The only saving grace of this season is the clearer focus on the characters. That's always been one of the most important parts of this series, and I think the writers realized that needed to be given some extra attention this time around, since the plot was weaker and less realistic than it needed to be. I'm really not sure where season seven will take us; it's a bit difficult for me to expect something great.
January 14, 2008
Eagle vs. Shark
Iris said she's been wanting to see Eagle vs. Shark ever since its debut at Sundance. That alone should give you some idea of what type of film it is, and personally I didn't like it a whole lot. However, there is a large group of people who do like this sort of humor, so I'm not surprised it was received so well as an indie romantic comedy.
The film focuses around two "social losers". Lily, who works at a burger joint, has a crush on Jarrod, who works in the same mall at a video game store. Neither of them fits into the mainstream, and Jarrod seems to live in a strange fantasy version of himself where he's macho and envied by others although he knows deep down this isn't true. Through a strange set of events, Lily and Jarrod find out just how well they fit together, while making fools of themselves the whole time. Which makes it so their foolishness really doesn't matter.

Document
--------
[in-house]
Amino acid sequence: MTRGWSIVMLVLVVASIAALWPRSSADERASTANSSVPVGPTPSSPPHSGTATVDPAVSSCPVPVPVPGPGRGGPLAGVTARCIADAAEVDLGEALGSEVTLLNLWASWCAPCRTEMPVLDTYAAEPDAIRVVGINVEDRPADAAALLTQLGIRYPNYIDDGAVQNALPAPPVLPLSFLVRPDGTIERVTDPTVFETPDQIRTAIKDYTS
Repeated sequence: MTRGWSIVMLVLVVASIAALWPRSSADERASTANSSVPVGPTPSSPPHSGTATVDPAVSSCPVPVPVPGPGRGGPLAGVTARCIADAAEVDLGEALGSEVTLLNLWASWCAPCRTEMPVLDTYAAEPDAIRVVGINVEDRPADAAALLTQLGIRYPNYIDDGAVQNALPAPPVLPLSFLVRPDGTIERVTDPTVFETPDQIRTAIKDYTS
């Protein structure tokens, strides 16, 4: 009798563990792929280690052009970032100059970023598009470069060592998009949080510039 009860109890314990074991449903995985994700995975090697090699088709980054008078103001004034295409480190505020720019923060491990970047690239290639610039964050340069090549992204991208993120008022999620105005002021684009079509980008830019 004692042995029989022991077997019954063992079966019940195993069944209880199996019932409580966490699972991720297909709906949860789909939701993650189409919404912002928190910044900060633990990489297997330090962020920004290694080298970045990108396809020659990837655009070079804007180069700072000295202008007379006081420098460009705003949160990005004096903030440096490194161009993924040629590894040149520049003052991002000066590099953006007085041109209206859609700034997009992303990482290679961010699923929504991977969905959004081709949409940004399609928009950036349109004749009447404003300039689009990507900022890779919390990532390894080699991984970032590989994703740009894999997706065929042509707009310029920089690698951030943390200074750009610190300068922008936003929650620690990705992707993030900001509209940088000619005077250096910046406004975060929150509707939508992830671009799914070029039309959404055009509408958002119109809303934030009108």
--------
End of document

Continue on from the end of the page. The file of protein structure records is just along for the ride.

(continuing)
I found parts of the film amusing, but overall I don't think the film was that great. It's got a nice message and the acting is good in its own quirky way, but it's also sort of pointless and boring. Iris really liked it, I think, but I think Luna might have fallen asleep during the middle.
Patlabor: The Mobile Police OVA
Patlabor: The Mobile Police OVA is three discs of compressed story line and action starring Section 2, a group of special police officers whose job it is to handle Patlabor crime, or crime committed by people while in mecha. It's basically a police action-comedy. It's also what kicked off the entire Patlabor series of TV shows and films and was directed by Mamoru Oshii.
Despite all that I can't really recommend it. It's short at only a handful of episodes and as a result all of the character development and story is very compressed. The OVA itself doesn't really end, and you need to watch the movie to pick up where it left off.
January 9, 2008
Wii with Karen + Sebastian
Luna, Iris, and I went up to visit Karen and Sebastian tonight because Sebastian will be leaving to Switzerland soon to start working there as a professor. Karen won't be joining him until after she graduates from Stanford, which should be sometime this summer. We went out to Thai food, which was good and reasonably priced, and I think I spent most of the time talking to Sebastian and Karen about the Presidential candidates and public policy ideas. Karen thinks it is unfair that people are fined based on their income in Switzerland, for example, while Sebastian and I think it makes sense because fines are supposed to be punishments rather than to be fees or to reflect any particular costs.